Members have become more confident in their giving and ability to be good stewards of their wealth.
Having grown up wealthy, I had never known people who worried about paying the bills. I had never known a kid over 17 who didn’t either have a decent car or share one with their brother or sister. When I got to university, it was the first time I knew anyone who needed to take public transport. And not because they were eco-warriors, but they didn't have a choice! And for the first time I started feeling uncomfortable about money. I started feeling different from other kids.
But here’s the thing…the few people I talked to about this had horrible advice. It was either to just ignore the guilt, or to give all my money away. True, in the short term either of these options could work, but I had a hunch there was a third way. And there was: to face the guilt. Of course I felt guilty! I had this amazing safety net given to me for nothing. Seriously, nothing. I barely did chores as a kid. Maybe I could chalk it up to karma, but I certainly wasn’t too nice as a kid (just ask my younger brother) and I doubt everyone around me was significantly less nice than I was in their past lives.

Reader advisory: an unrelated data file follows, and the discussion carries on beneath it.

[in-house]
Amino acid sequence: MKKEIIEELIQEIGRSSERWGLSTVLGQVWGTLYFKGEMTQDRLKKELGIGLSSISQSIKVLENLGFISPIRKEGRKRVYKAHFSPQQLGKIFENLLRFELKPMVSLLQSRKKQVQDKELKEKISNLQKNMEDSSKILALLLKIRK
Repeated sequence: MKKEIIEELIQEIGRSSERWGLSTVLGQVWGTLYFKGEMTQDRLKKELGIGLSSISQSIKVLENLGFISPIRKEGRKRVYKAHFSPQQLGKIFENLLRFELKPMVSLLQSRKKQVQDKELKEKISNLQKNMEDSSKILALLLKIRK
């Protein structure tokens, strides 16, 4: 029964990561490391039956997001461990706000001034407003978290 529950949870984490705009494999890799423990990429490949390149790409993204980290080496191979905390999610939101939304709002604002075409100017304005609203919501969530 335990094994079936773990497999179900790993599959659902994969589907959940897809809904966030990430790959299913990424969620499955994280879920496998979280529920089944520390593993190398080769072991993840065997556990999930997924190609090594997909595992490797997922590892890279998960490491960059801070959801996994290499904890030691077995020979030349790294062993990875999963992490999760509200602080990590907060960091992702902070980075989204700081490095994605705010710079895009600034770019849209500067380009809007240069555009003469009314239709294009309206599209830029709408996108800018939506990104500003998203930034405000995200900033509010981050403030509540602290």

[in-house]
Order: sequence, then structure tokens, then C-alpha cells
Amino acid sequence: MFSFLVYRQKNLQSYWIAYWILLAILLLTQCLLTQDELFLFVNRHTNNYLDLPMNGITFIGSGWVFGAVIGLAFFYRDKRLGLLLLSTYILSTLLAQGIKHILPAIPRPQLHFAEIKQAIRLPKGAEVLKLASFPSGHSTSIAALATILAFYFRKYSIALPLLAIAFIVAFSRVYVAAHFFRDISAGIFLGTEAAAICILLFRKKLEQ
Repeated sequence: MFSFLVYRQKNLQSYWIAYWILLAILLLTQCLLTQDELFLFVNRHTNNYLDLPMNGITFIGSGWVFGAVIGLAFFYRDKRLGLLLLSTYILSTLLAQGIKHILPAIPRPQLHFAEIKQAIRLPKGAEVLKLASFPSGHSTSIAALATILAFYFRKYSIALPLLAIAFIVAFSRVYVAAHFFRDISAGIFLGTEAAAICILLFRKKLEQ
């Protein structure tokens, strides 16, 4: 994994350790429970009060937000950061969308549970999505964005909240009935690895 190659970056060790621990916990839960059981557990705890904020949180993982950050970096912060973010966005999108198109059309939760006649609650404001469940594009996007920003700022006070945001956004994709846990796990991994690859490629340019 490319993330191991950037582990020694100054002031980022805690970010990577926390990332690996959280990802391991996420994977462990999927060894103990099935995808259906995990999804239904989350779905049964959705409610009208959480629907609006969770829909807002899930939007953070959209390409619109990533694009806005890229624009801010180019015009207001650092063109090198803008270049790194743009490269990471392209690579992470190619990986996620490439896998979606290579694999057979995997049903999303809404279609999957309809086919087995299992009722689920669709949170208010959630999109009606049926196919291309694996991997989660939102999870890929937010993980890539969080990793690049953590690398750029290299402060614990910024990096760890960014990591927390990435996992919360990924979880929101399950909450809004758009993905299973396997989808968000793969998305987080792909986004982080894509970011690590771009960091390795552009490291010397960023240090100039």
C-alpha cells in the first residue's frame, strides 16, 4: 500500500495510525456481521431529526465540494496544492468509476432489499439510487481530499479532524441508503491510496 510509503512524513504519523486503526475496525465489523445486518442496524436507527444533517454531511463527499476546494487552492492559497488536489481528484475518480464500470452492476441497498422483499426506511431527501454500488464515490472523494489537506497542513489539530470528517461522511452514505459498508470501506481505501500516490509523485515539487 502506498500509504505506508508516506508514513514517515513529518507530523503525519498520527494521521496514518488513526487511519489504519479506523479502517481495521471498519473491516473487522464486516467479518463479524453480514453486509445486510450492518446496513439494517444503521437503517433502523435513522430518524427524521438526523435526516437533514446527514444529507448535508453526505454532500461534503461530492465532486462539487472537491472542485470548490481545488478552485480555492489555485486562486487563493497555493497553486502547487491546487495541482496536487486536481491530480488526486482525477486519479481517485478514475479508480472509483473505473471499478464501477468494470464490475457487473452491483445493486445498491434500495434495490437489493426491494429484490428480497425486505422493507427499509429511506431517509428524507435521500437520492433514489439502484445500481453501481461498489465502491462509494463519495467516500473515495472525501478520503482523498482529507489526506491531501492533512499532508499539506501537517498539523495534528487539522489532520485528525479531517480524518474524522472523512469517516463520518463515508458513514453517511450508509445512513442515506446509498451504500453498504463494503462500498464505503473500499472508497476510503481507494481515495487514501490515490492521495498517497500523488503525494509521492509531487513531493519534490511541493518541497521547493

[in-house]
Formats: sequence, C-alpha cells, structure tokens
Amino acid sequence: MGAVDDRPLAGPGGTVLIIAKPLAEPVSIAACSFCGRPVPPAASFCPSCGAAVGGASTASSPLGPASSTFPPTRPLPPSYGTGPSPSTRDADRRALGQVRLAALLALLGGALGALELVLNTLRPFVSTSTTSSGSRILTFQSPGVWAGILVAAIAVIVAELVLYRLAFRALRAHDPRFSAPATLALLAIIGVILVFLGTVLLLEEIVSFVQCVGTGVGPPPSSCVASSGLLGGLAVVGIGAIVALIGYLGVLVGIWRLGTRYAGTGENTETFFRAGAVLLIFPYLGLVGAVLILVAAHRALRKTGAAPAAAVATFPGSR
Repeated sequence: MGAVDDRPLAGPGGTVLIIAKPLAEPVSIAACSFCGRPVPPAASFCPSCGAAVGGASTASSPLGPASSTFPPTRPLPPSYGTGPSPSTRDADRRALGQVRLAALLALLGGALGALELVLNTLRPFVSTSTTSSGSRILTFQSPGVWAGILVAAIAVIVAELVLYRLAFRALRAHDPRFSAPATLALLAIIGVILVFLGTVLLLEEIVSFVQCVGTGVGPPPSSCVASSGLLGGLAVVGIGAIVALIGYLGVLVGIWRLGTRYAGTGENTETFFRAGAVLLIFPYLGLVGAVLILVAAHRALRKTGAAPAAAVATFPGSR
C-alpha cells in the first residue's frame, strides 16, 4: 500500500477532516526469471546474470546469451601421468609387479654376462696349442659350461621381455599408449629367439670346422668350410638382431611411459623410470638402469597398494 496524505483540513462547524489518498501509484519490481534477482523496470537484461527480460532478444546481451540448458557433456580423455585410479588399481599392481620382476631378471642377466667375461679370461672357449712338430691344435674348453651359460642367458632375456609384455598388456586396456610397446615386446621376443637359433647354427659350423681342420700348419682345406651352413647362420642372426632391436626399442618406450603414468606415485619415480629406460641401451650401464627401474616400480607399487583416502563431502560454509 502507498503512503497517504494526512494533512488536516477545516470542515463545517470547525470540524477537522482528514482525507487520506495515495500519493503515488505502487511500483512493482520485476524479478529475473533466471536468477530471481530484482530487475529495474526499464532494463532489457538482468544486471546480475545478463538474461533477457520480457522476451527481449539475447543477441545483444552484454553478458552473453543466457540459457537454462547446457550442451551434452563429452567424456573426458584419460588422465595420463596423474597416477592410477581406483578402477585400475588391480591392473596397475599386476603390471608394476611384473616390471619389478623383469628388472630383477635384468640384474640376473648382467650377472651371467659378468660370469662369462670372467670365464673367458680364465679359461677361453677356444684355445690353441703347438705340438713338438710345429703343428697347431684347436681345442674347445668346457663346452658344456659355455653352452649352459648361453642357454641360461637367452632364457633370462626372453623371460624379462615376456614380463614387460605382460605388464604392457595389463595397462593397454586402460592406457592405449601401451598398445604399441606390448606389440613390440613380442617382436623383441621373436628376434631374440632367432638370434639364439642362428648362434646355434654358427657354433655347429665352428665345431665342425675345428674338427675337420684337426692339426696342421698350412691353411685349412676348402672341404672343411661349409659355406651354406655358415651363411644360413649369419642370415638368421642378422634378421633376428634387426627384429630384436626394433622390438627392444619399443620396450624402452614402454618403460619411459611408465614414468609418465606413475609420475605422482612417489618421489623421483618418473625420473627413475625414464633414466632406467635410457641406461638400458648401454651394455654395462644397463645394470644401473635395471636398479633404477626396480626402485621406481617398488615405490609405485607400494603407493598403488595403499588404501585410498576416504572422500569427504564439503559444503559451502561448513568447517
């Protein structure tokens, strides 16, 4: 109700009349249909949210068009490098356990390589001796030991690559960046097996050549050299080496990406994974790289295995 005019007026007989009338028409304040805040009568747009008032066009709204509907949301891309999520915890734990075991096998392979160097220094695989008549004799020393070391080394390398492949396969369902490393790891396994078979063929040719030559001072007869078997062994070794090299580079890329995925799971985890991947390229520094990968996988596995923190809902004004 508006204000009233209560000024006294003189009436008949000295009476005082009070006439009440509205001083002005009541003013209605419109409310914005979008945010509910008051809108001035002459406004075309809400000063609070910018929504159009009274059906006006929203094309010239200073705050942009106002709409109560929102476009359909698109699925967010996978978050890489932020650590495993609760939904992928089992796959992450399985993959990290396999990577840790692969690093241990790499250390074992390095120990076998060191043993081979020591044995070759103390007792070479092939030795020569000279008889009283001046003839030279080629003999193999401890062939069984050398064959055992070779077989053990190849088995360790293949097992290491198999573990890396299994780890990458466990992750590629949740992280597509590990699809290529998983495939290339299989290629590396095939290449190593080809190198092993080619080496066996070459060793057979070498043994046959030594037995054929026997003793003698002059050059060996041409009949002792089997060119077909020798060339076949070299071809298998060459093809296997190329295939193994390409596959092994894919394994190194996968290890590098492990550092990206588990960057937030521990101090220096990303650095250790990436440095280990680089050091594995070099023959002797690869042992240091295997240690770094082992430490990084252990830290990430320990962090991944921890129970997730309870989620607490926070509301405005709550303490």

So what to do: face the guilt. Feel bad. Realise that people don’t get what they deserve. I didn’t deserve to be born rich just like millions didn’t deserve to be born into poverty. And as my brain slowly began to develop, I came to better understand “to whom much is given, much is expected.” Network has helped me live up to my own expectations of making a difference in this world. By funding forward thinking work, I am able to use my wealth to create the change I wish to see in the world. And that change includes building stronger social safety nets for everyone, not just those born into wealth.